The center’s director was Joy Bivins, who joined the Schomburg Center for Research in Black Culture in Harlem last year.
Bivins joined Schomburg in 2020 as assistant director of collections and research services – a division of the New York Public Library and a premier archive of archival materials relating to African, African diaspora and African-American life, history and culture. Previously, she was chief curator of the International African American Museum in Charleston, SC and director of curatorial affairs at the Chicago History Museum.
“Joy’s capabilities are absolutely critical to the moment we are in,” said William Kelly, Andrew W. Mellon, director of the public library research libraries. “She has been such a caring, inspiring leader in the last, extremely challenging year.”
Former director of the Schomburg, Kevin Young, a poet and editor, left him when the Smithsonian appointed him director of the National Museum of African American History and Culture. Bivins was selected after an “exhaustive national search” described by the New York Public Library. She will serve as director on June 21 and is the first woman to direct the center since Jean Blackwell Hutson, who served as director from 1948 to 1980.
The Schomburg Center – named after Arturo Alfonso Schomburg, a Puerto Rico-born black scholar whose personal library was bought by the center in 1926 – was named a National Historic Landmark in 2017. It contains over 11 million items including books, manuscripts, photographs, and the personal archives and papers of personalities such as Harry Belafonte, James Baldwin, Sonny Rollins, Ruby Dee and Ossie Davis, Ann Petry and Malcolm X.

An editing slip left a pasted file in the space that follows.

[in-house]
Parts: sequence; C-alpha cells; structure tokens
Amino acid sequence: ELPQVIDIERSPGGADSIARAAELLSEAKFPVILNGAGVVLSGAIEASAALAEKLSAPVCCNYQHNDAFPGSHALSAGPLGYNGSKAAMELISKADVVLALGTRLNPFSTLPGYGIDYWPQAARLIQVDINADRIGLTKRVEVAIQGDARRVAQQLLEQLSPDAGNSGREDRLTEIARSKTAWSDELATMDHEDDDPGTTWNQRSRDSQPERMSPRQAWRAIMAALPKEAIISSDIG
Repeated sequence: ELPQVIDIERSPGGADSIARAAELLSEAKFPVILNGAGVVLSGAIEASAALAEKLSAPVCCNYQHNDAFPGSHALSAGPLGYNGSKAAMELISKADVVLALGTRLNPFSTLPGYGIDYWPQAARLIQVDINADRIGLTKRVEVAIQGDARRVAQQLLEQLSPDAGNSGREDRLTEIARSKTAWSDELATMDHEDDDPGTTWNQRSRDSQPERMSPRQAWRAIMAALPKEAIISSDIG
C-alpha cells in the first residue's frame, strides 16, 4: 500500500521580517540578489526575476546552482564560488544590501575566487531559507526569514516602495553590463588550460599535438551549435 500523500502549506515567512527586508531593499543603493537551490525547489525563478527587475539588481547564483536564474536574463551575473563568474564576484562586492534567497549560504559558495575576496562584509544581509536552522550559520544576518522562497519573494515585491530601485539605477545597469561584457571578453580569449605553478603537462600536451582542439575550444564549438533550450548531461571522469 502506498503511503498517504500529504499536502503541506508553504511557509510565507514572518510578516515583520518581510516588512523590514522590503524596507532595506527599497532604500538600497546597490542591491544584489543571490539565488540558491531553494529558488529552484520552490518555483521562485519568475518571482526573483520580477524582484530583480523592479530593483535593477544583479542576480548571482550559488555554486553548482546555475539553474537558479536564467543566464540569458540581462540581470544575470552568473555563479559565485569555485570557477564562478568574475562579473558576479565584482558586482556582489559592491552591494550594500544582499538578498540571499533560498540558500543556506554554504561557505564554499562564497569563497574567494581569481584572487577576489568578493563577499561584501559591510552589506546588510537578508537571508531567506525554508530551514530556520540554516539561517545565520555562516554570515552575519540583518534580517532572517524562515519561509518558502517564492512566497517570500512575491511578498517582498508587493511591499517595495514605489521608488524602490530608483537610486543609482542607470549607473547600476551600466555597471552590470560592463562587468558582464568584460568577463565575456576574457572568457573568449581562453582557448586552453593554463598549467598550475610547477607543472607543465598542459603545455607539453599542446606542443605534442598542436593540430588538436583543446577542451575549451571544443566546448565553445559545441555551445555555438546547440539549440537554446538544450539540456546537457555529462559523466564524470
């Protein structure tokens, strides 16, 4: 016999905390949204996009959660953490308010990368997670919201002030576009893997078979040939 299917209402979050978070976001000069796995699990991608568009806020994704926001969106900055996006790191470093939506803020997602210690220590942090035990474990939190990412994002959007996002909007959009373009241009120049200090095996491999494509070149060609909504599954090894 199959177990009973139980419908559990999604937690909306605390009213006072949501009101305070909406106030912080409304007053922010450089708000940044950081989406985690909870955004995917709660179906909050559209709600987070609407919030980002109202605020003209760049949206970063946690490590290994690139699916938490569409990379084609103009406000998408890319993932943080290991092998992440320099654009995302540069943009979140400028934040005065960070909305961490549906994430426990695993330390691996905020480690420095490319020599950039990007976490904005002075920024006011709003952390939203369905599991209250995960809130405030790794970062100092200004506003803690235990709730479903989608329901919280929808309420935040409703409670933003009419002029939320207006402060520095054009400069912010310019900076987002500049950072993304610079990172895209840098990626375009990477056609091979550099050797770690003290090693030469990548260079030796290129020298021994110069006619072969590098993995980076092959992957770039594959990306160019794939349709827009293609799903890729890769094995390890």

Her first duties, Bivins said, will be overseeing the center’s transition back to pre-pandemic times. Now the reading rooms and galleries with the exhibitions “Traveling While Black: A Century of Pleasure & Pain & Pilgrimage” and “Subversion & The Art of Slavery Abolition” are open two days a week by appointment.
Bivins says she also plans to add new articles from the Caribbean and Latin America to the center’s collection so that it better reflects the diversity of the African diaspora and makes these materials more accessible to a wider audience.
Her appointment comes at an important time for the Schomburg: Bivins says she believes the center now has a “unique” opportunity to facilitate conversations about the past year – including about the Black Lives Matter movement – through, among other things providing historical context for more recent events.
“Our story is about documenting the history of the black peoples, the cultures of the black peoples,” she said. “It is a time when our collections shine and the work of the scientists here is really highlighted.”